After progressively chipping away at his times on his first outing in the four-wheel drive 2002 Nissan R34 GT-R, Wade van Zummeren looked set to challenge for a strong podium position, and potentially even the King of the Hill title. Unfortunately, a technical glitch on the car during the Class Finals saw him come to a halt on the long uphill straight. He threw everything at the Top 10 Shootout final run, taking the wild GT-R on a hair-raising charge up the hill – with several heart-stopping moments as the car lurched onto the dirt on several occasions, and destroyed several of the track limit markers. Although he scored 10 out of 10 for effort, his time was deleted as a result.
Another top driver that seemed to be right in the mix was Dawie Joubert. Even though this was his 2001 Lotus Exige’s first Simola Hillclimb since adopting a twin-turbo Ferrari engine, he managed a rapid 39.888 seconds during the final qualifying session. He was half a second slower in the Class Finals, and was flying in the Top 10 final – but probably a touch too quick as he also clipped a bollard and lost his run.
This handed third place to Charl Arangies with a time of 41.081 in the 2019 Lamborghini Huracan GT3 Evo, finishing ahead of the second Joubert brother, Charl, in a Honda-powered 2005 Lotus Elise (41.365 sec).
Following a difficult weekend with relatively few runs completed up the Simola Hill, Wilhelm Baard had to settle with fifth place and a final time of 41.289 seconds in the 2014 Nissan R35 GT-R, followed by Anton Cronje (2013 Subaru Impreza WRX STi) on 42.279 seconds and Silvio Scribante in a second Lamborghini Huracan GT3 Evo (42.386 sec). Franco di Matteo received praise for his recovery from a crash on Saturday due to a broken steering column. He revived the 2000 Jaguar V8 Supercar and hauled it over the line in 43.375 seconds in eighth place, and the last of the finishers.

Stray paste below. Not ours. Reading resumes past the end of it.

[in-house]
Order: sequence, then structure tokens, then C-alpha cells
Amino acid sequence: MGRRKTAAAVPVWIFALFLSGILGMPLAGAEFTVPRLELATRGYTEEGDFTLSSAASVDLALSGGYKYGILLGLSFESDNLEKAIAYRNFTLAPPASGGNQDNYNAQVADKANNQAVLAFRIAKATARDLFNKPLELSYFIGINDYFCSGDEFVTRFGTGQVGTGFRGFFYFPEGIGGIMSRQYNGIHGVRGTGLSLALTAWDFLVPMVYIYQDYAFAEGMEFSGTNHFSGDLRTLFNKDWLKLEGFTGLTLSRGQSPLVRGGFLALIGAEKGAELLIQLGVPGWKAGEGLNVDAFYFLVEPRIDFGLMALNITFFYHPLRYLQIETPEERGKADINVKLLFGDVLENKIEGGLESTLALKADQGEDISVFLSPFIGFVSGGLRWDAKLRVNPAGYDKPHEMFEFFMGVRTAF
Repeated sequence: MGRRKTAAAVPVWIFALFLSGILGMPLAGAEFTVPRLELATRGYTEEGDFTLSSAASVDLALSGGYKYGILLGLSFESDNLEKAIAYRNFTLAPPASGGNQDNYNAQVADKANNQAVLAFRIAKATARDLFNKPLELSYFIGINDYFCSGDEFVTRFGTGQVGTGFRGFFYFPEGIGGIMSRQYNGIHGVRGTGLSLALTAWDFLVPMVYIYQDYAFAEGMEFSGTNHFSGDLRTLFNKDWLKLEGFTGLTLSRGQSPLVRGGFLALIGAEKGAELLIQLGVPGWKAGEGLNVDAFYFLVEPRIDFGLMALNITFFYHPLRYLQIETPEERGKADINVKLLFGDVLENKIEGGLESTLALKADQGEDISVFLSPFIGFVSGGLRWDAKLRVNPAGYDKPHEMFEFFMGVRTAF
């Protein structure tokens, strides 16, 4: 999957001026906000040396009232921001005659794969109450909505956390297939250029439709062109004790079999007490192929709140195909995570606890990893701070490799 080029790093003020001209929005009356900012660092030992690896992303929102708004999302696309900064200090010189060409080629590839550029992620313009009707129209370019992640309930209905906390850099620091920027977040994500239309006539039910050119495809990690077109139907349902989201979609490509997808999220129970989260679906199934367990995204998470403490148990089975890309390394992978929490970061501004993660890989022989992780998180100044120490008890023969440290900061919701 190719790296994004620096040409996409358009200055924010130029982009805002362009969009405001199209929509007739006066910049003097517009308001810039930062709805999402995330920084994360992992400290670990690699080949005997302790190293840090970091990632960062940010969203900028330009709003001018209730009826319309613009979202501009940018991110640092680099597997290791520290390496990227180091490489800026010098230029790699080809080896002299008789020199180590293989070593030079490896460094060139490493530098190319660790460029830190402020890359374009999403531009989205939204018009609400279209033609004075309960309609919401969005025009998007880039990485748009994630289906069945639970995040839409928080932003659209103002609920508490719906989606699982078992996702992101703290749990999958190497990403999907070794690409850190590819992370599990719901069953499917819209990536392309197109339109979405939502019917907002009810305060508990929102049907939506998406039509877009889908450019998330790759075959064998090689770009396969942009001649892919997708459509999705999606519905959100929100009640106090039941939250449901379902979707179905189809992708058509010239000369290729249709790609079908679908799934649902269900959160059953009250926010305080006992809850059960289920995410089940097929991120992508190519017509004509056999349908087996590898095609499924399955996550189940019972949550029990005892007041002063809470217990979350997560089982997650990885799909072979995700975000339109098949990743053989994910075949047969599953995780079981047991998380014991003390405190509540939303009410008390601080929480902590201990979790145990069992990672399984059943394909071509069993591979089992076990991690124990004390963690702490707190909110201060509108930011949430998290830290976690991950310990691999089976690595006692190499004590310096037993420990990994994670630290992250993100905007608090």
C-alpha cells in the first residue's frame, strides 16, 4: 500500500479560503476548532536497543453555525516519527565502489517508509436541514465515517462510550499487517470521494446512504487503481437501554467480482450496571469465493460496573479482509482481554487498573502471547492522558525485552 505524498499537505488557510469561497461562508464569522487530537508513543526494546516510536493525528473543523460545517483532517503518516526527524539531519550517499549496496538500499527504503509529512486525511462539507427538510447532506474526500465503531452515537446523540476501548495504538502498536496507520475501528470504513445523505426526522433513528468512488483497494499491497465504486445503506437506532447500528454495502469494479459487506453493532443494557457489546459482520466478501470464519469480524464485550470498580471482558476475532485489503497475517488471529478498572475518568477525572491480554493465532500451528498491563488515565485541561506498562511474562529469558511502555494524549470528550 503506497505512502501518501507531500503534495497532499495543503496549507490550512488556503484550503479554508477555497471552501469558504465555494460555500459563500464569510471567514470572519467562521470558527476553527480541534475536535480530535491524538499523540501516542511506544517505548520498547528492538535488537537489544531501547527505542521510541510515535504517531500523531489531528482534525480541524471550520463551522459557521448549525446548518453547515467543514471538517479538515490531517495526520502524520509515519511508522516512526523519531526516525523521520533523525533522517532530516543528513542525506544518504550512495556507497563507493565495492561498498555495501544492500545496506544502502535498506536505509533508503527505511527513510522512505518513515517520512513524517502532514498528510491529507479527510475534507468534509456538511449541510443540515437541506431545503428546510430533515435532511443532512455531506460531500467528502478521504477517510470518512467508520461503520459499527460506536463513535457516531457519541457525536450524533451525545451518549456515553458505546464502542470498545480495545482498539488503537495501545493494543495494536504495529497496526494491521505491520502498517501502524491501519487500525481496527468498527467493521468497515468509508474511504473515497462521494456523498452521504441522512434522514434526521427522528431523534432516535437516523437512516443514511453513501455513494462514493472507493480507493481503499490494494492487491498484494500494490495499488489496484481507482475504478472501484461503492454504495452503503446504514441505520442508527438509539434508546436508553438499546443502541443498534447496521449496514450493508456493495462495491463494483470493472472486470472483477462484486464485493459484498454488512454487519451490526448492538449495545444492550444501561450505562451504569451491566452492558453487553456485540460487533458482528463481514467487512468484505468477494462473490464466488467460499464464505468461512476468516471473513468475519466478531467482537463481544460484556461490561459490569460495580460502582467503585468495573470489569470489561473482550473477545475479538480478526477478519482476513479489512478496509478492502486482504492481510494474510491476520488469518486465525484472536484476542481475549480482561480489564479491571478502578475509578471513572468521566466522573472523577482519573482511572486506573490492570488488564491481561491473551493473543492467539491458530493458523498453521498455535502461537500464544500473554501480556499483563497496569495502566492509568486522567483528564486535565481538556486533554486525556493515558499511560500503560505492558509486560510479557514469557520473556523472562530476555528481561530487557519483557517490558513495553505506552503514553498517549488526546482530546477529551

Road-going Saloon Cars and Supercars
Another competitor to recover from drama was Jean-Pierre van der Walt. He got the 2016 Porsche 911 GT3 RS sideways across the finish line after sliding on a patch of water during the warm-up session this morning, which caused him to run wide onto the verge of the road and slice a rear tyre. Despite landing up in the trees at the top of the course, the car fortunately wasn’t heavily damaged. However, he had to call on the assistance of the BB Motorsport team and Wilhelm Baard who eagerly jumped in to fit a replacement tyre – and all he had on hand was a set of wet weather rubber for the Porsche.
Nevertheless, the Polo Cup Masters racer tenaciously fought his way to the King of the Hill title for the Road-going Saloon Car and Supercar category with a winning time of 45.858 seconds. “It’s great to win the class after going off this morning, and having not done a proper run with the wet weather tyres. I did take it a bit easy on the final run, but I’m happy with the result,” he said.
Gordon Nicholson was second in the Top 10 Shootout, recording 47.127 seconds in the 2017 Audi R8 V10 Plus. Popular production car racer Reghard Roets nearly missed the 2021 Simola Hillclimb as the Nissan GT-R he was supposed to drive in the Modified Saloon Cars wasn’t ready for the event, so the BB Motorsport team decided at the last minute to put him in a standard production 2020 MINI John Cooper Works GP – and he didn’t disappoint, driving the wheels off the car to finish third overall on 48.564 seconds. He landed up 1.1 seconds quicker than Jared Yeo in the 2017 Porsche 718s Cayman (49.755 sec), followed by Peter Lindenberg in the rare 2016 Shelby Ford Mustang Terlingua (50.391 sec), Piet Potgieter in his 2017 Alfa Romeo Guilia Quadrifoglio (50.642 sec) and Jonathan Needham in a 2017 Shelby Mustang Super Snake (52.991 sec).
The Top 10 was rounded off by Feroz Ebrahim (2008 BMW Z4M Coupe) on 53.615 seconds, Willie Stander in the 1990 Opel Kadett Superboss (54.410 sec) and Francois Cowley in the 1989 BMW 3-Series (56.980 sec).
Single Seaters and Sports Prototypes
Preceding the final Top 10 Shootout, the competitors faced off against each other in the one-run Class Finals. Andre Bezuidenhout was once again in a class of his own in the Gould GR55, and already laid down a new Simola Hillclimb record at 35.164 seconds – which he then went on to beat in the Top 10 Shootout. In the process, he also claimed the Class C3 title, ahead of Robert Wolk in the A1 GP with his best time of the weekend at 36.819 seconds.